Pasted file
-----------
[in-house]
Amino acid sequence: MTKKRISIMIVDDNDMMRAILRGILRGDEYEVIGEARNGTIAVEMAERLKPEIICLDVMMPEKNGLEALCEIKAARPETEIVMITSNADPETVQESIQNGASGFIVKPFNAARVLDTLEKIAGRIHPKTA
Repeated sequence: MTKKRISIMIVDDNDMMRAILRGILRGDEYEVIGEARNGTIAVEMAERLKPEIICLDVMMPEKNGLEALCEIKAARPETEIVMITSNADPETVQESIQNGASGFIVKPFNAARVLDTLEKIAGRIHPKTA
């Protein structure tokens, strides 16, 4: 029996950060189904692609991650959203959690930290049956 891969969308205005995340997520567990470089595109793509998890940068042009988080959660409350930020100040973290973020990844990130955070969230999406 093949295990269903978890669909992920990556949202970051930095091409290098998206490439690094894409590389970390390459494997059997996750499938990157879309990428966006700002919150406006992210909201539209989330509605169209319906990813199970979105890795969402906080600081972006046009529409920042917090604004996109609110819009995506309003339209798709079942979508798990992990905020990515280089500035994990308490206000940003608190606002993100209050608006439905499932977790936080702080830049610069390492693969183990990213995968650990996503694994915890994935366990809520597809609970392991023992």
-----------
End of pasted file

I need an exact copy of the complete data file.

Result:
[in-house]
Amino acid sequence: MTKKRISIMIVDDNDMMRAILRGILRGDEYEVIGEARNGTIAVEMAERLKPEIICLDVMMPEKNGLEALCEIKAARPETEIVMITSNADPETVQESIQNGASGFIVKPFNAARVLDTLEKIAGRIHPKTA
Repeated sequence: MTKKRISIMIVDDNDMMRAILRGILRGDEYEVIGEARNGTIAVEMAERLKPEIICLDVMMPEKNGLEALCEIKAARPETEIVMITSNADPETVQESIQNGASGFIVKPFNAARVLDTLEKIAGRIHPKTA
């Protein structure tokens, strides 16, 4: 029996950060189904692609991650959203959690930290049956 891969969308205005995340997520567990470089595109793509998890940068042009988080959660409350930020100040973290973020990844990130955070969230999406 093949295990269903978890669909992920990556949202970051930095091409290098998206490439690094894409590389970390390459494997059997996750499938990157879309990428966006700002919150406006992210909201539209989330509605169209319906990813199970979105890795969402906080600081972006046009529409920042917090604004996109609110819009995506309003339209798709079942979508798990992990905020990515280089500035994990308490206000940003608190606002993100209050608006439905499932977790936080702080830049610069390492693969183990990213995968650990996503694994915890994935366990809520597809609970392991023992």